We are committed through and through to the principles of privacy: transparency, accuracy, data minimization and accountability. Our customers know exactly how we process data, what kind of data we process, and what we will never do.
Attribution data is first party data, generated from customer touch points with a brand, and serves as a powerful and trusted data source for customer engagement efforts. As such, together with our customers, we hold the enormous shared responsibility of protecting and preventing abuse of this data.
As data processors, we continuously provide our customers with the infrastructure as well as education on best practices, compliance, policies and industry trends in order for them to provide the optimal experience for users — which includes protecting against data breaches, infringement on privacy and other concerns.
We have established a world-class, ever-growing privacy and security program with certifications from the strictest regulatory bodies on the globe.
Privacy education is part of the onboarding process for every new employee, as are continuous education on the subject and frequent technological updates.
Most importantly, we welcome the movement towards more stricter regulation on data privacy, and proudly align ourselves with global regulations. We work to help our customers be compliant as well, providing them with what they need from a privacy perspective to be compliant.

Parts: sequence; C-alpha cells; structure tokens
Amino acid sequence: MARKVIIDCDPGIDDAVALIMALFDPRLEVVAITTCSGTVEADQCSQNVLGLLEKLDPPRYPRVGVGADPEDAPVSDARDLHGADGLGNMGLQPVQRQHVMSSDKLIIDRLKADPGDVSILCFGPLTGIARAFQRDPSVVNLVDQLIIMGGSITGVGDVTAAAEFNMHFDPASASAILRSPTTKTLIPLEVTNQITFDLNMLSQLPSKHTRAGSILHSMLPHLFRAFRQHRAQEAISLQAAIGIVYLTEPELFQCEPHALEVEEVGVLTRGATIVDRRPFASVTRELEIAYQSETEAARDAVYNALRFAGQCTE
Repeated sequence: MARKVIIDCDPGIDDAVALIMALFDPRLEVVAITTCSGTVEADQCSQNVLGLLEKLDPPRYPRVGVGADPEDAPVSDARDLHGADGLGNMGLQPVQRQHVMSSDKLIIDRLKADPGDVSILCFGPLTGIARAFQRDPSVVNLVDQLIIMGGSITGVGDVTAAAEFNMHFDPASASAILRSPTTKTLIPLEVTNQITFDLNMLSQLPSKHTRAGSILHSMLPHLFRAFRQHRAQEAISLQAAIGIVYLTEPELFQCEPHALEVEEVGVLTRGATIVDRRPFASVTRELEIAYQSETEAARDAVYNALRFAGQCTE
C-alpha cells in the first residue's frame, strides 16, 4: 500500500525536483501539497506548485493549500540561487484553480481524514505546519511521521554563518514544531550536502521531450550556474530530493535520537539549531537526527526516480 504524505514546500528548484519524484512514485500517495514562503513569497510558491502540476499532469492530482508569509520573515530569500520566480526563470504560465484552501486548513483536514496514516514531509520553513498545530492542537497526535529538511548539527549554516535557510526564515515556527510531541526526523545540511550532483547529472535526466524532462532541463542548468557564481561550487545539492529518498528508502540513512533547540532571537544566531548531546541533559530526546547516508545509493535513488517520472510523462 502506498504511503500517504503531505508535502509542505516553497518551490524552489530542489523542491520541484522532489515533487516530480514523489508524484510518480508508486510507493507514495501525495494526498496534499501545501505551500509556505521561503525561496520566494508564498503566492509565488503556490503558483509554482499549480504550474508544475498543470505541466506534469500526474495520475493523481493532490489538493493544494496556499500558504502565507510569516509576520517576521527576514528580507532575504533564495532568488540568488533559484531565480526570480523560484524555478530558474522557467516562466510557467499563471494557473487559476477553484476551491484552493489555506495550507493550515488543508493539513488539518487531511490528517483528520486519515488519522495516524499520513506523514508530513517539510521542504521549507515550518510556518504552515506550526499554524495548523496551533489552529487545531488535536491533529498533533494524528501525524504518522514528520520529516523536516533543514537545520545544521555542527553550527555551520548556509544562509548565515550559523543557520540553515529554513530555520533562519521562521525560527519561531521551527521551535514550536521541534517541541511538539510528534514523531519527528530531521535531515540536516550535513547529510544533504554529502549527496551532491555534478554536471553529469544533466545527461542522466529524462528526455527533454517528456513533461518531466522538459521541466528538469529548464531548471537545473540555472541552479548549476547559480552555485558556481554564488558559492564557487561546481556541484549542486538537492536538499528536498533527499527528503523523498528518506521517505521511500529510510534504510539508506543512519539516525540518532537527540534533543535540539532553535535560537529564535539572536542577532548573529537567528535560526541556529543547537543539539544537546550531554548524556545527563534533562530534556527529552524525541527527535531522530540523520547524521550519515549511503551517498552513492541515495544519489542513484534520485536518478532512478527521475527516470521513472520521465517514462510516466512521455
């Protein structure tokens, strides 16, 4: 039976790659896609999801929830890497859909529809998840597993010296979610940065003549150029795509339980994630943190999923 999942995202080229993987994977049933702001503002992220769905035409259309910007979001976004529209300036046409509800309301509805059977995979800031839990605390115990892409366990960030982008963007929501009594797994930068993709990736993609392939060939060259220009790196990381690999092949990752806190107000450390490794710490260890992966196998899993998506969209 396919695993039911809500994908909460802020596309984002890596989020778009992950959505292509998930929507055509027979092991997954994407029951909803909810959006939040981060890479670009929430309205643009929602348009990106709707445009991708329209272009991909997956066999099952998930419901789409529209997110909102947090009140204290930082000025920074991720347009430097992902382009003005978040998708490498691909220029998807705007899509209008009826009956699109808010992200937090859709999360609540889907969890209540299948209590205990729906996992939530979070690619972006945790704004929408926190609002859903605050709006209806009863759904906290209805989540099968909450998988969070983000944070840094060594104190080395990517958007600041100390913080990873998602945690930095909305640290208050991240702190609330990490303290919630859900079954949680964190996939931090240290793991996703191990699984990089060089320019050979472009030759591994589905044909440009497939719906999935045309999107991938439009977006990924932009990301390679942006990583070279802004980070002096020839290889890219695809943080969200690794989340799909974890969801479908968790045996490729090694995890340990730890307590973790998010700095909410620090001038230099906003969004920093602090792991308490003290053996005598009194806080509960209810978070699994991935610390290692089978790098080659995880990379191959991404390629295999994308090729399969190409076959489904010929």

GDPR caused a serious jilt in the business world, but frankly, we were long prepared for it, along with other privacy regulations that had already been implemented worldwide.
One year on, 145,000 complaints have been filed for violation of GDPR. Over €57 million in fines has been dolled out. While organizations famous for collecting and storing personal data have been the first to suffer the brunt of the law, AdTech companies have gotten off easy, for the most part.
This is set to change, and very soon. Starting January 2020, the California Consumer Privacy Act (CCPA) will take affect, enforcing similar regulations on businesses aimed at protecting California residents. CCPA is forcing organizations to—once again—change the way they promote user privacy. We have already witnessed wind shifts in mobile privacy, such as Apple’s recent announcement banning 3rd-party advertising tools in apps directed at children. Expect additional changes and harder crack-downs, because they’re sure to follow.
Ahead of the GDPR, AppsFlyer banded together with 3 other industry leaders—Braze, Amplitude, and mParticle—to create the standardized, open protocol that establishes a common framework for GDPR data subject rights compliance, OpenGDPR. OpenGDPR provides a common specification for marketers and their technology partners to communicate and manage GDPR requests around data subject rights, including but not limited to data access, portability, and erasure.
OpenGDPR was just one of many proactive steps AppsFlyer took to help its customers (and the industry at large) prepare for compliance. As more laws and regulations are passed worldwide, we will continue to lead by example, growing our company with privacy in mind, helping our customers to do the same.
As we prepare for the next wave of privacy regulation, we will continue to lead by example. We foresee a regulatory future that is far more aggressive and strict, especially towards advertising. And we’re confident it will continue to usher in a new world of opportunities for marketers and their relationships with customers.
To hear more about the crossroads of personal and private, check out some thoughts from my keynote speech at Mobile Apps Unlocked in May 2019.